Best Practices for Routine In-Office Sterilizer Efficacy Monitoring

| 05-11-2021
Best Practices for Routine In-Office Sterilizer Efficacy Monitoring

Follow These Steps to Achieve Sterility Assurance for Your Table-Top Steam Sterilizers

Routine sterilizer efficacy monitoring is a critical element of your practice’s infection prevention and control protocol. Steam sterilization is, of course, a routine part of instrument reprocessing, and it’s important to ensure your sterilizer is functioning properly for every load. As a result, there are certain steps you should be taking monthly, daily, and per each load to achieve sterility assurance.

Although sterility assurance best practices have not changed in the wake of the COVID-19 pandemic, attention towards infection prevention practices is greater than ever. Sterility assurance should already be a routine part of your instrument reprocessing cycle, but it can be useful to review each step to ensure best practices. To help, we developed a checklist for testing procedures. Utilize this resource to ensure you’re following the right procedures for daily sterilizer efficacy monitoring.

Selecting the appropriate sterilization packaging material for a Biological Indicator (BI) test pack


To achieve best practices, in-office biological monitoring should be done daily (or at a minimum at least weekly). When doing biological monitoring, your first step should be to create a test pack that best represents the loads that are routinely processed. That typically means either a self-seal pouch or blue CSR wrapped cassette. The testing procedure checklist provides detailed steps for both options, but regardless of your choice it’s important to remember to record the sterilizer number, load number, and processing date on the test Biological Indicator (BI) vial label. Additionally, be sure to include a Type 5 Chemical Integrating Indicator in your test.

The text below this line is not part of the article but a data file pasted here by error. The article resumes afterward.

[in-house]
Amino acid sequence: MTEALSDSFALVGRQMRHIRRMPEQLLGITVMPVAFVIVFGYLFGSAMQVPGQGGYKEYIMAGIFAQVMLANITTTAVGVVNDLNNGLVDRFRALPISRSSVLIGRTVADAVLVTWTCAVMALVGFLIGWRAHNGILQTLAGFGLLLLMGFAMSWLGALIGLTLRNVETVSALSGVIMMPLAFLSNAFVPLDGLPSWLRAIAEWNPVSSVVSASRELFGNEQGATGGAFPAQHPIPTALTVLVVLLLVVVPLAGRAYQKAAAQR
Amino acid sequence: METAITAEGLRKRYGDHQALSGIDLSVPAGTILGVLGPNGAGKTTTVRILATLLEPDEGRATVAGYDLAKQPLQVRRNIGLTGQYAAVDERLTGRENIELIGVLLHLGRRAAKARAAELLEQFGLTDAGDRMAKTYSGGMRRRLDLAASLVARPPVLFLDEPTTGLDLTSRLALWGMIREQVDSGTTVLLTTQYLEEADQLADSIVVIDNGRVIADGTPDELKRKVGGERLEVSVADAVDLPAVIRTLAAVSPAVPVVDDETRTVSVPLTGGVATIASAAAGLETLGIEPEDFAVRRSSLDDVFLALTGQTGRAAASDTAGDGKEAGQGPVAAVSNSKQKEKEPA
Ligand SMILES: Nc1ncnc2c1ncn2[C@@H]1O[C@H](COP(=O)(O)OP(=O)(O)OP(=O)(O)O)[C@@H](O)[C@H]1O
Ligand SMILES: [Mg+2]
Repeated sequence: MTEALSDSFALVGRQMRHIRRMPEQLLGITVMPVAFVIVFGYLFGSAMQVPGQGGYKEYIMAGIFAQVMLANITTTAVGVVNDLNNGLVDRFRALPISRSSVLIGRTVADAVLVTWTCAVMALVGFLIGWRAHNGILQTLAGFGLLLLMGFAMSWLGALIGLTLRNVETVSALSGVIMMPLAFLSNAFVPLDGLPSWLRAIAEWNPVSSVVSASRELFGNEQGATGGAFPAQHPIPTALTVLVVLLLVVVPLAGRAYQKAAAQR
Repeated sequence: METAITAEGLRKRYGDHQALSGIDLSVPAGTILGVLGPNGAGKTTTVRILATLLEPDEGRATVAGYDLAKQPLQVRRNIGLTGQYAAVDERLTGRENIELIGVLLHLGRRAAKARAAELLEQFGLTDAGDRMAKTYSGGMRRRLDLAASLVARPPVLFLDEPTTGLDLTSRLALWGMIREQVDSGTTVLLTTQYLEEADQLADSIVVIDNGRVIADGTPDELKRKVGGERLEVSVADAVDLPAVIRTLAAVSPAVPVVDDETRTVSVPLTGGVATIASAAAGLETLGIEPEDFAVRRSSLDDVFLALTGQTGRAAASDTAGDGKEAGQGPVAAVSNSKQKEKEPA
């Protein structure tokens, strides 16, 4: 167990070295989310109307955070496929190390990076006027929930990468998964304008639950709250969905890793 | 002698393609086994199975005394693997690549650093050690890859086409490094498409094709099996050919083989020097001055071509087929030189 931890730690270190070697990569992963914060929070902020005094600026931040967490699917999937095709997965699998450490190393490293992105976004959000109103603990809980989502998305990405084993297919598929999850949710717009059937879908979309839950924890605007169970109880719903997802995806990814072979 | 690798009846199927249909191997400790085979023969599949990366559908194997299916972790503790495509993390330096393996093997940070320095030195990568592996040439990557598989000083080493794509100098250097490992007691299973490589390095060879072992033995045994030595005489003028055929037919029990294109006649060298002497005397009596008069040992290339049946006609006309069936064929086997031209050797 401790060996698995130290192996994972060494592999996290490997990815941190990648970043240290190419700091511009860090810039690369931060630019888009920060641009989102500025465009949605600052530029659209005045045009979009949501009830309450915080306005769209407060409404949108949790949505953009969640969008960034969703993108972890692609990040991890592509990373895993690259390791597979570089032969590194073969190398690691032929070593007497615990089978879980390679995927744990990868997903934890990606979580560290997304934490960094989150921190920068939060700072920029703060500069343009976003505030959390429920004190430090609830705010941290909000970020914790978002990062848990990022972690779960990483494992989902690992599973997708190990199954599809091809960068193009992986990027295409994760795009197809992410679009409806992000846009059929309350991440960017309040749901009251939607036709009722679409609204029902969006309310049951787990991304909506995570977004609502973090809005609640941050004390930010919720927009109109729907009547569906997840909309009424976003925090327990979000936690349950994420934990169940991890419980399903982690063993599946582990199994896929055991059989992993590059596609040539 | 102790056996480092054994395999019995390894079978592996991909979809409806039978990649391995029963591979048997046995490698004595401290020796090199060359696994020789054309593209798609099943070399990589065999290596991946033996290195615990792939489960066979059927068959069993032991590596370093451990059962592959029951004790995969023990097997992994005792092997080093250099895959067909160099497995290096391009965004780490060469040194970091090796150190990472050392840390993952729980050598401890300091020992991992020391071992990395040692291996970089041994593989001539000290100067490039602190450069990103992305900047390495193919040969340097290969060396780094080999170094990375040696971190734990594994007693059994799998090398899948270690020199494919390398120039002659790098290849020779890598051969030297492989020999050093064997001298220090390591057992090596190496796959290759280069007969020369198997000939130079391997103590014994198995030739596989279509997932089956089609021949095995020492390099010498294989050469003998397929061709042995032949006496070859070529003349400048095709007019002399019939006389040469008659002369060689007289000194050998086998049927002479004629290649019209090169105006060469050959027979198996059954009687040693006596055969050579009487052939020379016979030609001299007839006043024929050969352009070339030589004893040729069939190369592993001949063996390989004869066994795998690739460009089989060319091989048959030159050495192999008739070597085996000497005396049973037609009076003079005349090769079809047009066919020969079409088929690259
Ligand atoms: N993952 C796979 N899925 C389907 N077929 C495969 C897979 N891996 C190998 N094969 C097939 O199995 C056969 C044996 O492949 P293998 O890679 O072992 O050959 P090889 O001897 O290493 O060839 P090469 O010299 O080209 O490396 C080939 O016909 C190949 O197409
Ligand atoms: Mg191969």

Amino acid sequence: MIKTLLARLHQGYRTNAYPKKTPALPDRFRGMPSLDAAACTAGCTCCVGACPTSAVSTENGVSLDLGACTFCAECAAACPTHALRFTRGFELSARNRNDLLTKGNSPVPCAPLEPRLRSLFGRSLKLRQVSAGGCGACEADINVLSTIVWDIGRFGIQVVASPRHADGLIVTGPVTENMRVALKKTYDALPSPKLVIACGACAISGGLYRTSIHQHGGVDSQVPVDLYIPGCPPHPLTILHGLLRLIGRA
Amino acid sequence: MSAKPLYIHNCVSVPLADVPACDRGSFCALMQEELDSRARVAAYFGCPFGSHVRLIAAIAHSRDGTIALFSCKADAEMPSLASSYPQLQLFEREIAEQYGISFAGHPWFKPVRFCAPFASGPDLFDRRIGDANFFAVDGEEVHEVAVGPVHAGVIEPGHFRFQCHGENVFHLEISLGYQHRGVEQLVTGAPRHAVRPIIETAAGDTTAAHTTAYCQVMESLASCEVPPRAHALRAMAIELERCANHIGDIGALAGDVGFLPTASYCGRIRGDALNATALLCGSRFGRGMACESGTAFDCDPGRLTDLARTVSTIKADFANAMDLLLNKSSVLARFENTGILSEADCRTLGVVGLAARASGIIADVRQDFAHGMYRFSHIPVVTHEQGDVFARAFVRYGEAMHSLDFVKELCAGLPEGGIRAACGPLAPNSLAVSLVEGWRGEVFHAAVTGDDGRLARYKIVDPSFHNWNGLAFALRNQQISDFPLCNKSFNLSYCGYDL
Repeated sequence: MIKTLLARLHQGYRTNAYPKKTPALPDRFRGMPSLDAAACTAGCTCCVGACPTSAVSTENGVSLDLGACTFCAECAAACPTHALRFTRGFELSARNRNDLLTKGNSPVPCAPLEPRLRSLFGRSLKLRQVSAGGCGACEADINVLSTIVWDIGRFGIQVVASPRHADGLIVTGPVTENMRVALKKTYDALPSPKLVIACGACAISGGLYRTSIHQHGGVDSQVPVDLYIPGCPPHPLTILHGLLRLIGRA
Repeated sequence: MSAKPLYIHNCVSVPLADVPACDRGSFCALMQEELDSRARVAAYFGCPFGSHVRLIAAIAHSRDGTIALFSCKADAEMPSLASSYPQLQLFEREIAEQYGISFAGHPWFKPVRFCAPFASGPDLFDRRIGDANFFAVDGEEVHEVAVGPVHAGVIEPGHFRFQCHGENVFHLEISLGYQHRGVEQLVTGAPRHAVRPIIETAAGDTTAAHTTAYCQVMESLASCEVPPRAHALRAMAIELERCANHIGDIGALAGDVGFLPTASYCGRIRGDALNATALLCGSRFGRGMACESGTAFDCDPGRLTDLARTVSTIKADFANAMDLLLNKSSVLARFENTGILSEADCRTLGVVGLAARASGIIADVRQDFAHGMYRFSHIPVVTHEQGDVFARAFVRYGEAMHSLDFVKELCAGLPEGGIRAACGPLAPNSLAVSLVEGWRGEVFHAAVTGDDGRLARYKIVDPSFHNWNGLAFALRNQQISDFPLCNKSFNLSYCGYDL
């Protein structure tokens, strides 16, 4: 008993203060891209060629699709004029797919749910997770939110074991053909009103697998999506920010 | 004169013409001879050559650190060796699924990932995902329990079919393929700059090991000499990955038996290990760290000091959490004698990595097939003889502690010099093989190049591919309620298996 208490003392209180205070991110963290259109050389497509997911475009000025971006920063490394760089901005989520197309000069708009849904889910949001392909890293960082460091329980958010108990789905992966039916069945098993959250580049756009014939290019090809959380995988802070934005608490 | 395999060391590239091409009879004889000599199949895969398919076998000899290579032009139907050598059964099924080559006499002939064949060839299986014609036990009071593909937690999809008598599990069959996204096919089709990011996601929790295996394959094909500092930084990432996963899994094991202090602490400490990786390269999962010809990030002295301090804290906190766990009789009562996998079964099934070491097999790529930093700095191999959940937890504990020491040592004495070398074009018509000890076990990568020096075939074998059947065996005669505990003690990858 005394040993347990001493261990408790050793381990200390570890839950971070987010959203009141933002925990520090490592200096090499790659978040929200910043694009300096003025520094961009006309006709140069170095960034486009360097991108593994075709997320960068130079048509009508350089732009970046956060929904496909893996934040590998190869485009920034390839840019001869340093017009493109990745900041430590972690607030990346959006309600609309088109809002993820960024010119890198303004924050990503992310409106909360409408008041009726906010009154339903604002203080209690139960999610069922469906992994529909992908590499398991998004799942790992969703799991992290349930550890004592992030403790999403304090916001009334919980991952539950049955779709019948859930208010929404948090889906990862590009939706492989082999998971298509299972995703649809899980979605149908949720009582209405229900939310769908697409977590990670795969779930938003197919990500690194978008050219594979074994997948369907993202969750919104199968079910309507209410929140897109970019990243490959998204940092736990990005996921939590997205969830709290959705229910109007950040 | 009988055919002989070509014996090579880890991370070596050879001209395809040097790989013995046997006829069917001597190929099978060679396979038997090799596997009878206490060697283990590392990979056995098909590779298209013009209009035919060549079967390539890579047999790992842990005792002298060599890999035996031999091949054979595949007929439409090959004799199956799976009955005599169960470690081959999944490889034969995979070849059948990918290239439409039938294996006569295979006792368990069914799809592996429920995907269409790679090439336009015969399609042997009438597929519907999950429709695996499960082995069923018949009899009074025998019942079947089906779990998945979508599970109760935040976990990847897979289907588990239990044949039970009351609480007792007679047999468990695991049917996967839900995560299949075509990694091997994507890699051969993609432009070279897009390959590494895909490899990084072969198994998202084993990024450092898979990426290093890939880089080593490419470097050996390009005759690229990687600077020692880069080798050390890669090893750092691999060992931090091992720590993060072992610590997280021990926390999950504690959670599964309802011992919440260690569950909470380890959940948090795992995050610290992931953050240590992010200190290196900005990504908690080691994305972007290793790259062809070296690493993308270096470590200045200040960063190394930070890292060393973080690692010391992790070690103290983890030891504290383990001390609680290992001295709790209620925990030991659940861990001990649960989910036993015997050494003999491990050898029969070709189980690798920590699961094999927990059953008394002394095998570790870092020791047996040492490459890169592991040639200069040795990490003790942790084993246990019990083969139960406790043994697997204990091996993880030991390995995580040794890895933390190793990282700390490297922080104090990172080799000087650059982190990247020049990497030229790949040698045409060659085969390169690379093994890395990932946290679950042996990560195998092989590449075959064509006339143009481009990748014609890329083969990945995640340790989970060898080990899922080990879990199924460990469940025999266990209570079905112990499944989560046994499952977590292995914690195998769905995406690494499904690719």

Including a Type 5 Chemical Indicator (CI) provides immediate feedback that all critical variables are met for proper instrument sterilization (time, temperature, and saturated steam), allowing safe load release.  These CIs can and should be included in every load (in addition to this daily test load) as an added layer of sterility assurance.

BI Test Pack Procedures

Once the BI test pack is assembled, follow these procedures for processing your test pack. Be sure to refer back to the checklist for additional details on each step.

  1. Label the test pack with the sterilizer number, the date, load number and “TEST” (to identify it post sterilization) before being exposed to the sterilization cycle.
  2. Place the BI test pack in a fully loaded chamber. It should be positioned in the location of the sterilizer chamber that is least favorable to sterilization. This area, known as the “cold point,” is normally in the center of the load toward the front of the chamber. Always check the sterilizer’s operator manual for details on correct BI test pack loading and placement.
  3. Run a normal instrument cycle according to the sterilizer’s operator manual.
  4. Confirm10